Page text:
I thought I would dislike this book. I had thought most of the focus would be on wealthy white guys and their power plays. I was pleasantly surprised by the examples concerning women, minorities, and non-Western cultures. I also appreciate the bit on women and anger, and how behaviors effective for men are not always as effective for women.

I never really thought about the "power" of the various departments at my company before reading this book. In retrospect, it's obvious that starting out in a
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Stephanie
Dec 04, 2014 rated it it was ok
I couldn't finish. It seemed to be all about how to get power in order to move up an org chart.
Jenny Li
Uses anecdotal evidence and like many advisory texts, can be slightly contradictory, but basic principles ring true
Steve Granger
Mar 06, 2018 rated it really liked it
Management, red in tooth and claw. Pfeffer's no-nonsense approach melts through the bullshit like a molten rod through margarine. However, it's easy to walk away somewhat reluctant and depressed, but worry not idealists. Just accept that power and politics is a part of social life and is incubated within organizations. Throw away the idea that obtaining power and looking out for one's own interests is an inherent evil to be exorcised. If good people want to influence organizations to do good ...more
Paige
Should reread this every year or two.
Christina Raggio
Mar 09, 2019 rated it it was amazing
Uncomfortable but important read on distinguishing yourself in organizations. I agreed with most of it.
Jing Fu
Jan 26, 2020 rated it really liked it
The core theme of this book is the following: 1) world isn't fair; 2) power & politics is most important to your survival in an org; 3) you have to do everything necessary to take care of yourself and stay in power.

This isn't a book that tells pretty stories. In fact, it's quite shocking this type of "strategy" would be talked and advocated out in the open. For example, the author argues your boss' happiness is more critical for your career/promo than your actual performance, thus you gotta
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Jonathan
It is an easy read with interesting examples. If you dislike the
title, consider how the world is political, and it is in you interest
to know the power games other people will play.

A few highlights:
* When Keith Ferrazzi (author, CMO, CEO) was offered a position at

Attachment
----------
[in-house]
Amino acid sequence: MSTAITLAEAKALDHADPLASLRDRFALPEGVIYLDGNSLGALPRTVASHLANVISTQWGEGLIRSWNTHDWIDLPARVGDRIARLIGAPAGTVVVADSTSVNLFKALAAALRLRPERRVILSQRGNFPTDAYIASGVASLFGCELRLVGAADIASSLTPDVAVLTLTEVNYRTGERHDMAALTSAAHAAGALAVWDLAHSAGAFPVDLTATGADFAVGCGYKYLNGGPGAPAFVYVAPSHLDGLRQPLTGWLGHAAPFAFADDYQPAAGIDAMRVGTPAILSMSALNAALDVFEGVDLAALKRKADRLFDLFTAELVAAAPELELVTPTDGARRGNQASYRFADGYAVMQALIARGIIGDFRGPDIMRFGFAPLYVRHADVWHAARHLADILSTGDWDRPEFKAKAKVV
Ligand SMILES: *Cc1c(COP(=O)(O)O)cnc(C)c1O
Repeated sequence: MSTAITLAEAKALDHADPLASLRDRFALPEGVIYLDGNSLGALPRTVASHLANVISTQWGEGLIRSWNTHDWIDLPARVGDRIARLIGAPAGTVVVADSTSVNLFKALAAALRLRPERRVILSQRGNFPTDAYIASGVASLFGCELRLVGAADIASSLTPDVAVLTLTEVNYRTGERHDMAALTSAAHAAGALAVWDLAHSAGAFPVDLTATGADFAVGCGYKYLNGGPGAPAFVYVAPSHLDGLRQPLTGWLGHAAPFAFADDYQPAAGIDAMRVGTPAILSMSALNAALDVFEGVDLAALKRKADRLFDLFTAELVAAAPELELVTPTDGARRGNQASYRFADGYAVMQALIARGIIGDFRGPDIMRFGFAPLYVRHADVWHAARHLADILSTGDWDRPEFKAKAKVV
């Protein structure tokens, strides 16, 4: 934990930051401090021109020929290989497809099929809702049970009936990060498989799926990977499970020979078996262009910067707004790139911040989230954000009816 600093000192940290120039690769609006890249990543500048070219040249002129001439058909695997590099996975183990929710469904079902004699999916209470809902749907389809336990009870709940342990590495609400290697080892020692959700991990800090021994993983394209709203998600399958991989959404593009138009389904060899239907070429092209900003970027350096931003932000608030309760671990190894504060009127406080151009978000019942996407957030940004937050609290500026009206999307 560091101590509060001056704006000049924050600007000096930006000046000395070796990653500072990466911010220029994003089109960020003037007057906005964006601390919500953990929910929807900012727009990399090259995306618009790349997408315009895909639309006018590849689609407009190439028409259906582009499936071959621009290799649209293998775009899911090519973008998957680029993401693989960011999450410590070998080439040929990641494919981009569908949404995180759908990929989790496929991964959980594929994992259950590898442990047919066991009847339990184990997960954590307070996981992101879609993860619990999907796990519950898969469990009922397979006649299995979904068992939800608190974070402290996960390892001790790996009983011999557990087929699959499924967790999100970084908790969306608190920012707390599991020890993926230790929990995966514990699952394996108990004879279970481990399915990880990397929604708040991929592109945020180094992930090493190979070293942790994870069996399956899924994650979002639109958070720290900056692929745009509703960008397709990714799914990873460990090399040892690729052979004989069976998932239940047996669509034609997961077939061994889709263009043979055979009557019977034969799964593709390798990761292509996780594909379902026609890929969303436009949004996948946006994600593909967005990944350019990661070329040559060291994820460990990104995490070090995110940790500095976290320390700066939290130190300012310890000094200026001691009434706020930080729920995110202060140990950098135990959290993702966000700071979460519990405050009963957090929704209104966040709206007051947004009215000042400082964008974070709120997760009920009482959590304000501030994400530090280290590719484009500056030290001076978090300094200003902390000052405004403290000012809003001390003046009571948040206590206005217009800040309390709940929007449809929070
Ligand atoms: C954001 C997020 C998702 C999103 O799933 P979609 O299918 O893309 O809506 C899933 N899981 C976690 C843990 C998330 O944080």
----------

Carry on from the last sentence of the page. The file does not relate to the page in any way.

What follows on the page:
Deloitte, he insisted in seeing the "head guys." He met the NYC chief,
Loconto, over dinner and Keith said he would accept if the two would
have dinner once a year at the same restaurant." This was a gutsy
move, but gave him influence at
...more
Phil Sykora
Apr 13, 2018 rated it really liked it
Jeffrey Pfeffer’s POWER starts by examining the extent to which job performance affects professional advancement, and his answer is likely jarring for even the most cold-hearted cynic: Not much, if at all. Political savvy and thirst for power are much better indicators for promotion. He uses the example of Miami-Dade County superintendent Rudy Crew, who was nominated for the Broad Prize for Urban Education three years in a row, significantly improved academic performance, and opened thousands of ...more
Kater Cheek
Aug 10, 2012 rated it liked it
I had hopes that this book would be more about socioeconomic and political struggles from an anthropological bent, but instead, it could be titled "how to get ahead in the workplace". He touches briefly on governmental-type politics, but for the most part, this book deals with inter-office politics.

Much of this book is intuitive. People with power are healthier and live longer than the powerless. People suffer from withdrawal when they lose their power. People with more power earn more money.
...more
Diana Berry Z-Com
Jan 03, 2020 rated it it was amazing
This book is a really insightful read for anyone that is part of a company or organization looking into understanding how really promotions happen and how people get ahead. It is a hard truth tell like it really is. I wish I would have read this book when I started my career to save myself a lot of misunderstandings along the way. It is straight with the message, get closer to people in positions of power so they have you top of mind when the opportunities come.
Joey Guillory
Dec 23, 2019 rated it really liked it
Shelves: entrepreneurship
Power is one of those books that I have constantly read for years. Pfeffer really lays it out on certain techniques to gaining power. He even talks about certain people who gain power so it's not raceless and sexless theory. So you are all probably wondering is it applicable? For a black man who does not have power not really. Here is my list why.

1. If your ADOS (American descendant of slaves) Even with a college education and credentials your intelligence will be highly scrutinized than other
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Constantin Minov
Apr 11, 2015 rated it really liked it